Mrs. Macaulay possessed great talents combined with irrepressible vigour. Mary Wollstonecraft, in her ‘Vindication of the Rights of Women’ (pp. 235–6), speaks of her as ‘the woman of the greatest abilities that this country has ever produced,’ endowed with a sound judgment, and writing ‘with sober energy and argumentative closeness,’ and comments on her death ‘without sufficient respect being paid to her memory.’ Lecky distinguishes her as ‘the ablest writer of the new radical school’ (Hist. of England, iii. 206). Josiah Quincy, jun., an acute traveller from America, called on her at Bath in 1774, and, after an interview of an hour and a half, ‘was much pleased with her good sense and liberal turn of mind’ (Memoir, p. 243). Her most famous production was the ‘History of England from the Accession of James I to that of the Brunswick line,’ i. 1763, ii. 1766, iii. 1767, iv. 1768, v. 1771, vi. 1781, vii. 1781, viii. 1783, which attracted great attention at the time, and brought her a considerable income, but has now dropped into oblivion. A letter from David Hume on the first volume of her ‘History’ is printed in the ‘European Magazine,’ November 1783, pp. 331–2. Horace Walpole confessed that the author was prejudiced, but claimed that she ‘exerted manly strength with the gravity of a philosopher,’ and spoke of Gray's opinion as corroborating his own, that it was ‘the most sensible, unaffected, and best history of England that we have had yet.’ From a letter written by Gray in 1766 it would appear that Pitt ‘made a panegyric of her “History” in the House of Commons’ (Works, ed. Gosse, iii. 238). Capel Lofft [q. v.] issued in 1778 a printed letter of laudatory ‘Observations on Mrs. Macaulay's “History,”’ and John Salt of Amwell wrote some eulogistic stanzas on it (Chalmers, Poets, xvii. 497). A letter from Mirabeau suggesting that this work should be translated into French is in his ‘Letters from England’ (ed. 1832, ii. 230–40), and a translation into five volumes, purporting to be by Mirabeau, though it was the work of P. T. Guiraudet, appeared at Paris in 1791–2. De Quincey quotes an instance, not altogether conclusive, of her ignorance, and Isaac Disraeli printed a charge against her of having torn out four leaves of Harleian MS. 7379 on 12 Nov. 1764, with the result that she had been banished from the British Museum (Curiosities of Literature, ed. 1858, ii. 446). This accusation led to an animated correspondence in the ‘Gentleman's Magazine’ in 1794 and 1795 between Disraeli and her second husband, William Graham, when it was proved that no record existed of her having been forbidden to enter the museum, and that the damage to the manuscript could not be definitely attributed to her. The original manuscripts of her ‘History of England,’ 1628–60, with autograph notes and corrections, are now in Brit. Mus. Additional MSS. 28192–5.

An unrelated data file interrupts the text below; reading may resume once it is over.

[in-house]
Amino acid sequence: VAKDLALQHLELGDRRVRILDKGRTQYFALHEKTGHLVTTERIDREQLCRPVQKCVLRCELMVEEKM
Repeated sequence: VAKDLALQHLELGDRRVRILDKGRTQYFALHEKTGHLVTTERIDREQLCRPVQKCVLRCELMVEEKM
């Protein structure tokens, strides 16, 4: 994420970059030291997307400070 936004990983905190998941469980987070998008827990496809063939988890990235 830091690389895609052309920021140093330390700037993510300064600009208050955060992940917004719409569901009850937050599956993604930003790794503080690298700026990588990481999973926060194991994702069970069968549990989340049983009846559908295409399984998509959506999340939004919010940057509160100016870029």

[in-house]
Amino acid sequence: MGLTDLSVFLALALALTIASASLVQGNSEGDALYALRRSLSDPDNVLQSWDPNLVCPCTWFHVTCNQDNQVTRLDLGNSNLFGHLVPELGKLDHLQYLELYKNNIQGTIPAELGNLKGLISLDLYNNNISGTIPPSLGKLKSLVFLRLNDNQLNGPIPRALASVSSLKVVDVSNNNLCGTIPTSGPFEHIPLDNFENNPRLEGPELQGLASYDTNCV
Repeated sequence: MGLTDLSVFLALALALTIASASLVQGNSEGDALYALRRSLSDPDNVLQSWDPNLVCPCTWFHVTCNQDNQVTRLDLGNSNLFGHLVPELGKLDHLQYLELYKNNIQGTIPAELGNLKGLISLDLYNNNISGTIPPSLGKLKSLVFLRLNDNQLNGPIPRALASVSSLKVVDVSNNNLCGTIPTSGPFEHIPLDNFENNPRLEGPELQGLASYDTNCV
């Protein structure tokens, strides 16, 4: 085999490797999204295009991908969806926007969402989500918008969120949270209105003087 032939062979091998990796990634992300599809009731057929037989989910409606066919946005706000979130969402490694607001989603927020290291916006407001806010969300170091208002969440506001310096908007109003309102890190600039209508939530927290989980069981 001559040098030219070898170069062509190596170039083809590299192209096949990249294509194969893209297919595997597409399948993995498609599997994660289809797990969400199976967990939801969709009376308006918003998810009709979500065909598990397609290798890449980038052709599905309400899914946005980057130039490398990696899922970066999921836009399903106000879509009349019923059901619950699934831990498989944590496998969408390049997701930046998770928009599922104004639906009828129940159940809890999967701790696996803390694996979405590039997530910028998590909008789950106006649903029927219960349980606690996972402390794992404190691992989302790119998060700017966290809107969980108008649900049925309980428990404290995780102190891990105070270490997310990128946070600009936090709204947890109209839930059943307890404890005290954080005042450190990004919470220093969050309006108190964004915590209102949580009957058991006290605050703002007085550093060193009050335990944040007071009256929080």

Her other works were: 1. ‘Loose Remarks on certain Positions to be found in Mr. Hobbes's “Philosophical Rudiments of Government and Society”’ [anon.] 1767; 2nd edit. with name on title-page, 1769. 2. ‘Reply to Burke's pamphlet entitled “Thoughts on the Cause of the Present Discontents”’ [anon.], 1770. 3. ‘A Modest Plea for the Property of Copyright,’ 1774, which produced ‘Modest Exceptions from the Court of Parnassus to Mrs. Macaulay's Modest Plea,’ 1774. Horace Walpole stigmatised this pamphlet of Mrs. Macaulay as ‘very bad, marking dejection and sickness.’ 4. ‘Address to the People of England, Scotland, and Ireland on the present important Crisis of Affairs,’ Bath, 1775; 2nd edit. 1775. It vehemently opposed the Quebec Act and the taxation of America. 5. ‘History of England from the Revolution to the Present Time, in a Series of Letters to a Friend’ [the Rev. Dr. Wilson], vol. i. Bath, 1778. It was not successful, and no more was published. 6. ‘Treatise on the Immutability of Moral Truth,’ 1783. Samuel Badcock [q. v.] praised this treatise very highly, saying Mrs. Macaulay ‘is not only a bold and fervid writer, but a shrewd and acute reasoner’ (Gent. Mag. 1789, ii. p. 777). The greater part of it was embodied in a larger volume called 7. ‘Letters on Education, with Observations on Religious and Metaphysical Subjects.’ 8. ‘Observations on the Reflections of the Right Hon. Edmund Burke on the Revolution in France, in a Letter to the Earl of Stanhope’ [anon.], 1790.
‘A Catalogue of Tracts,’ 1790, is marked in the copy at the British Museum as describing her collection of historical tracts, and several letters from the Rev. A. M. Toplady [q. v.] to her are contained in his ‘Works,’ vi. 190–266.
[Boswell, ed. Hill, i. 447–8, iii. 46; Nichols's Illustrations of Lit. vi. 152, 157–8; Nichols's Lit. Anecd. iii. 636; Wilkes's Letters, 1804, ii. 55–184; Walpole's George III. iii. 176–9; Walpole's Letters, iv. 157, vi. 68. vii. 42; Gent. Mag. 1760 p. 297, 1766 p. 439, 1777 p. 458, 1778 p. 606, 1784 pt. i. p. 378, 1791 pt. i. p. 618, 1794 pt. ii. pp. 685, 817, 996, 1795 pt. i. pp. 6, 106, and 1835 pt. i. p. 11; Westminster Mag. 1778, pp. 59, 681–2; Belsham's T. Lindsey, pp. 508–9; Nichols's Leicestershire, vol. iv. pt. i. p. 312; Baker's Northamptonshire, i. 162; Polwhele's Traditions, i. 43–123; Polwhele's Reminiscences, i. 23–4, ii. 45; Monkland's Bath, pp. 31–3, and Suppl. pp. 84–5; Peach's Bath Houses, 1st ser. pp. 86–117; Morris's Wye, p. 46; J. T. Smith's Nollekens, ii. 204; J. C. Smith's Portraits, iii. 1332; Notes and Queries, 5th ser. vi. 545–6; Biog. Univ. vol. xxvi.; European Mag. November 1783, pp. 330–4.]